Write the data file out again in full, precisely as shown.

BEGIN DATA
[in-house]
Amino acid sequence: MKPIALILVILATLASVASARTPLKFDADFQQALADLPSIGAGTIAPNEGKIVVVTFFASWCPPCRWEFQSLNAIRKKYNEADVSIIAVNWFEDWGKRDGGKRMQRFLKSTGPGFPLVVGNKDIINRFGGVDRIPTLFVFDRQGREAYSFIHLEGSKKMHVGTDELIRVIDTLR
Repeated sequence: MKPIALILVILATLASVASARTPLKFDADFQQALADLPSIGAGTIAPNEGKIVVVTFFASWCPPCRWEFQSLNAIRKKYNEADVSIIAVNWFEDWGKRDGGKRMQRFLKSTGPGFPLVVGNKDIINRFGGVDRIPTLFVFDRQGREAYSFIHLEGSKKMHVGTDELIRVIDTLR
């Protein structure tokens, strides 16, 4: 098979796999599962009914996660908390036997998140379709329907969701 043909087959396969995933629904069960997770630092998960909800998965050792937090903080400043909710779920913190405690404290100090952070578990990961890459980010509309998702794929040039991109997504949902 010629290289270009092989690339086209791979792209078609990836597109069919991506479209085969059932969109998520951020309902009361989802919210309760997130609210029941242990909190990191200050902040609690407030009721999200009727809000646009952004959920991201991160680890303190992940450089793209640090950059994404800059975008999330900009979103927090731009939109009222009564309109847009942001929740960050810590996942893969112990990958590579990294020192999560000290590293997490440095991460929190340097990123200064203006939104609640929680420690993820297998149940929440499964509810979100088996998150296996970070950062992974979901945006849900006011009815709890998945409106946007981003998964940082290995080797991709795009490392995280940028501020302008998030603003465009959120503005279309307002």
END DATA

[in-house]
Amino acid sequence: MKPIALILVILATLASVASARTPLKFDADFQQALADLPSIGAGTIAPNEGKIVVVTFFASWCPPCRWEFQSLNAIRKKYNEADVSIIAVNWFEDWGKRDGGKRMQRFLKSTGPGFPLVVGNKDIINRFGGVDRIPTLFVFDRQGREAYSFIHLEGSKKMHVGTDELIRVIDTLR
Repeated sequence: MKPIALILVILATLASVASARTPLKFDADFQQALADLPSIGAGTIAPNEGKIVVVTFFASWCPPCRWEFQSLNAIRKKYNEADVSIIAVNWFEDWGKRDGGKRMQRFLKSTGPGFPLVVGNKDIINRFGGVDRIPTLFVFDRQGREAYSFIHLEGSKKMHVGTDELIRVIDTLR
């Protein structure tokens, strides 16, 4: 098979796999599962009914996660908390036997998140379709329907969701 043909087959396969995933629904069960997770630092998960909800998965050792937090903080400043909710779920913190405690404290100090952070578990990961890459980010509309998702794929040039991109997504949902 010629290289270009092989690339086209791979792209078609990836597109069919991506479209085969059932969109998520951020309902009361989802919210309760997130609210029941242990909190990191200050902040609690407030009721999200009727809000646009952004959920991201991160680890303190992940450089793209640090950059994404800059975008999330900009979103927090731009939109009222009564309109847009942001929740960050810590996942893969112990990958590579990294020192999560000290590293997490440095991460929190340097990123200064203006939104609640929680420690993820297998149940929440499964509810979100088996998150296996970070950062992974979901945006849900006011009815709890998945409106946007981003998964940082290995080797991709795009490392995280940028501020302008998030603003465009959120503005279309307002």